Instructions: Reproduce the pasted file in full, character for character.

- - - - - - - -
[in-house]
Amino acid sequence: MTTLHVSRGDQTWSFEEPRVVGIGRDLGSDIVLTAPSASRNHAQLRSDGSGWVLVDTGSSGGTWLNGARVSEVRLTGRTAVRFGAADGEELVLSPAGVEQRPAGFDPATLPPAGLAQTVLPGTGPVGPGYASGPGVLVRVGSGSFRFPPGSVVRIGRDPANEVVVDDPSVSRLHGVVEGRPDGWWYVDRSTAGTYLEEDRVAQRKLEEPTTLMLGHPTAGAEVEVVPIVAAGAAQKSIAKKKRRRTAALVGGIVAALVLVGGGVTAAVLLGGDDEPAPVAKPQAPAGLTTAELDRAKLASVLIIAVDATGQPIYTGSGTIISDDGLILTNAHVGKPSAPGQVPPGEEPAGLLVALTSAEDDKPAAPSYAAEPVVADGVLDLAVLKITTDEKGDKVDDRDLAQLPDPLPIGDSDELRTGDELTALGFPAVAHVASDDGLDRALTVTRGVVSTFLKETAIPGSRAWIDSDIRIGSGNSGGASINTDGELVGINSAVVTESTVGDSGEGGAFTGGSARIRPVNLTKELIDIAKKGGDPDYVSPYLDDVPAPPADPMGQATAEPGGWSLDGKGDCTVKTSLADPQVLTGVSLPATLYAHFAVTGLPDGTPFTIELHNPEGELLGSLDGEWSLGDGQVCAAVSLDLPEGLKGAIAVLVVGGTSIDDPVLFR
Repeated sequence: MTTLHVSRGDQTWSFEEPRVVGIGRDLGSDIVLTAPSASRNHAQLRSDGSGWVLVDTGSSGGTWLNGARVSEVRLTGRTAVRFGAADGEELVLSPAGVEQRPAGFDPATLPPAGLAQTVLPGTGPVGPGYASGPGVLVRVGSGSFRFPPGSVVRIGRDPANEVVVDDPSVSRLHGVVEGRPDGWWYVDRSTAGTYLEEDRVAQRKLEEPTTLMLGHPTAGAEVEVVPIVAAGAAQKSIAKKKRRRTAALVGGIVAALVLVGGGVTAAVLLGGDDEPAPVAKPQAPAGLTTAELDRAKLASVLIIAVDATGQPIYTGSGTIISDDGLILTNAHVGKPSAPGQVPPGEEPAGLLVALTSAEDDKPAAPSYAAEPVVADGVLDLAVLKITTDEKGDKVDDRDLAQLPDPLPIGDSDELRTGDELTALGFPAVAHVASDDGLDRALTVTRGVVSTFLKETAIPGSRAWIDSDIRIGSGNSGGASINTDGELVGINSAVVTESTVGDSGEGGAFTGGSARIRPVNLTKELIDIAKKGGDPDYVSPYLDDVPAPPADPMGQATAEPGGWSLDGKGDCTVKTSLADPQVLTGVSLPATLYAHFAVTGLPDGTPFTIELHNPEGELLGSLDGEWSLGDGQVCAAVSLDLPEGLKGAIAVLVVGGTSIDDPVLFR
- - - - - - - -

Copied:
[in-house]
Amino acid sequence: MTTLHVSRGDQTWSFEEPRVVGIGRDLGSDIVLTAPSASRNHAQLRSDGSGWVLVDTGSSGGTWLNGARVSEVRLTGRTAVRFGAADGEELVLSPAGVEQRPAGFDPATLPPAGLAQTVLPGTGPVGPGYASGPGVLVRVGSGSFRFPPGSVVRIGRDPANEVVVDDPSVSRLHGVVEGRPDGWWYVDRSTAGTYLEEDRVAQRKLEEPTTLMLGHPTAGAEVEVVPIVAAGAAQKSIAKKKRRRTAALVGGIVAALVLVGGGVTAAVLLGGDDEPAPVAKPQAPAGLTTAELDRAKLASVLIIAVDATGQPIYTGSGTIISDDGLILTNAHVGKPSAPGQVPPGEEPAGLLVALTSAEDDKPAAPSYAAEPVVADGVLDLAVLKITTDEKGDKVDDRDLAQLPDPLPIGDSDELRTGDELTALGFPAVAHVASDDGLDRALTVTRGVVSTFLKETAIPGSRAWIDSDIRIGSGNSGGASINTDGELVGINSAVVTESTVGDSGEGGAFTGGSARIRPVNLTKELIDIAKKGGDPDYVSPYLDDVPAPPADPMGQATAEPGGWSLDGKGDCTVKTSLADPQVLTGVSLPATLYAHFAVTGLPDGTPFTIELHNPEGELLGSLDGEWSLGDGQVCAAVSLDLPEGLKGAIAVLVVGGTSIDDPVLFR
Repeated sequence: MTTLHVSRGDQTWSFEEPRVVGIGRDLGSDIVLTAPSASRNHAQLRSDGSGWVLVDTGSSGGTWLNGARVSEVRLTGRTAVRFGAADGEELVLSPAGVEQRPAGFDPATLPPAGLAQTVLPGTGPVGPGYASGPGVLVRVGSGSFRFPPGSVVRIGRDPANEVVVDDPSVSRLHGVVEGRPDGWWYVDRSTAGTYLEEDRVAQRKLEEPTTLMLGHPTAGAEVEVVPIVAAGAAQKSIAKKKRRRTAALVGGIVAALVLVGGGVTAAVLLGGDDEPAPVAKPQAPAGLTTAELDRAKLASVLIIAVDATGQPIYTGSGTIISDDGLILTNAHVGKPSAPGQVPPGEEPAGLLVALTSAEDDKPAAPSYAAEPVVADGVLDLAVLKITTDEKGDKVDDRDLAQLPDPLPIGDSDELRTGDELTALGFPAVAHVASDDGLDRALTVTRGVVSTFLKETAIPGSRAWIDSDIRIGSGNSGGASINTDGELVGINSAVVTESTVGDSGEGGAFTGGSARIRPVNLTKELIDIAKKGGDPDYVSPYLDDVPAPPADPMGQATAEPGGWSLDGKGDCTVKTSLADPQVLTGVSLPATLYAHFAVTGLPDGTPFTIELHNPEGELLGSLDGEWSLGDGQVCAAVSLDLPEGLKGAIAVLVVGGTSIDDPVLFR